Mr Grandcourt had drawn his chair aside so as to face the lawn, and, with his left leg over another chair, and his right elbow on the table, was smoking a large cigar, while his companion was still eating. The dogs -- half-a-dozen of various kinds were moving lazily in and out, or taking attitudes of brief attention -- gave a vacillating preference first to one gentleman, then the other; being dogs in such good circumstances that they could play at hunger, and liked to be served with delicacies which they declined to put into their mouths; all except Fetch, the beautiful liver-coloured water-spaniel, which sat with its fore-paws firmly planted and its expressive brown face turned upward, watching Grandcourt with unshaken constancy. He held in his lap a tiny Maltese dog with a tiny silver collar and bell, and when he had a hand unused by cigar or coffee-cup, it rested on this small parcel of animal warmth. I fear that Fetch was jealous, and wounded that her master gave her no word or look; at last it seemed that she could bear this neglect no longer, and she gently put her large silky paw on her master's leg. Grandcourt looked at her with unchanged face for half a minute, and then took the trouble to lay down his cigar while he lifted the unimpassioned Fluff close to his chin and gave it caressing pats, all the while gravely watching Fetch, who, poor thing, whimpered interruptedly, as if trying to repress that sign of discontent, and at last rested her head beside the appealing paw, looking up with piteous beseeching. [...]'Turn out that brute, will you?' said Grandcourt to Lush, without raising his voice or looking at him ...Would you marry this man?Poor Gwendolen Harleth does. Read Daniel Deronda.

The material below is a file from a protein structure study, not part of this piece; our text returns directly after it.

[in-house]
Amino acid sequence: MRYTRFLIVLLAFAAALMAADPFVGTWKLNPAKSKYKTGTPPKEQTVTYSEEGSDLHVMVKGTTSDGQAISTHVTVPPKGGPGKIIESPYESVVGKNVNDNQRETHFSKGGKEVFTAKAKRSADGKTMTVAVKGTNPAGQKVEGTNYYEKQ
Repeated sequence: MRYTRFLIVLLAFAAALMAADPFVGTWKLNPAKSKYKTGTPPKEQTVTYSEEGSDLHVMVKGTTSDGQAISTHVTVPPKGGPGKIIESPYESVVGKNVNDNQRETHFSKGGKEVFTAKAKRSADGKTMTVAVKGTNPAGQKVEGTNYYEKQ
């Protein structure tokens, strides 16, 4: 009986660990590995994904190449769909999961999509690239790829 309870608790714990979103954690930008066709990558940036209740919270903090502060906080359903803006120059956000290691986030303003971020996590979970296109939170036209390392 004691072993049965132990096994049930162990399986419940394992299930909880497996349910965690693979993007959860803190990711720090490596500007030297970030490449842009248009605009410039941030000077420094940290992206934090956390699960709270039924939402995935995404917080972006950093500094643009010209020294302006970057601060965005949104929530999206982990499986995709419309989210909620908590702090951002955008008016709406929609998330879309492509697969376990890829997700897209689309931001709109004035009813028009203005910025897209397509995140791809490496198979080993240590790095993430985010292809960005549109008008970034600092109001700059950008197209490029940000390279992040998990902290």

But that, as I said, was a digression. Diogenes, then, is a large, friendly dog who befriends little Paul Dombey at school. When Paul dies, Diogenes is given to Florence Dombey, his lonely sister. This is his arrival:
But though Diogenes was as ridiculous a dog as one would meet with on a summer's day; a blundering, ill-favoured, clumsy, bullet-headed dog, continually acting on a wrong idea that there was an enemy in the neighbourhood, whom it was meritorious to bark at; and though he was far from good-tempered, and certainly was not clever, and had hair all over his eyes, and a comic nose, and an inconsistent tail, and a gruff voice; he was dearer to Florence, in virtue of that parting remembrance of him [by her brother Paul on his deathbed] and that request that he might be taken care of, than the most valuable and beautiful of his kind.Florence Dombey is clearly a less fickle type than Isabel Archer. And yet, when Dickens came to write his happy ending, HE FORGOT ALL ABOUT DIOGENES. But fortunately he remembered in time (I think he was travelling on the Continent at the time), when the novel was being serialised, and wrote to his publisher instructing him to include Diogenes in the curtain-call. So now Dombey and Son ends like this (it's not quite the last paragraph, but close enough):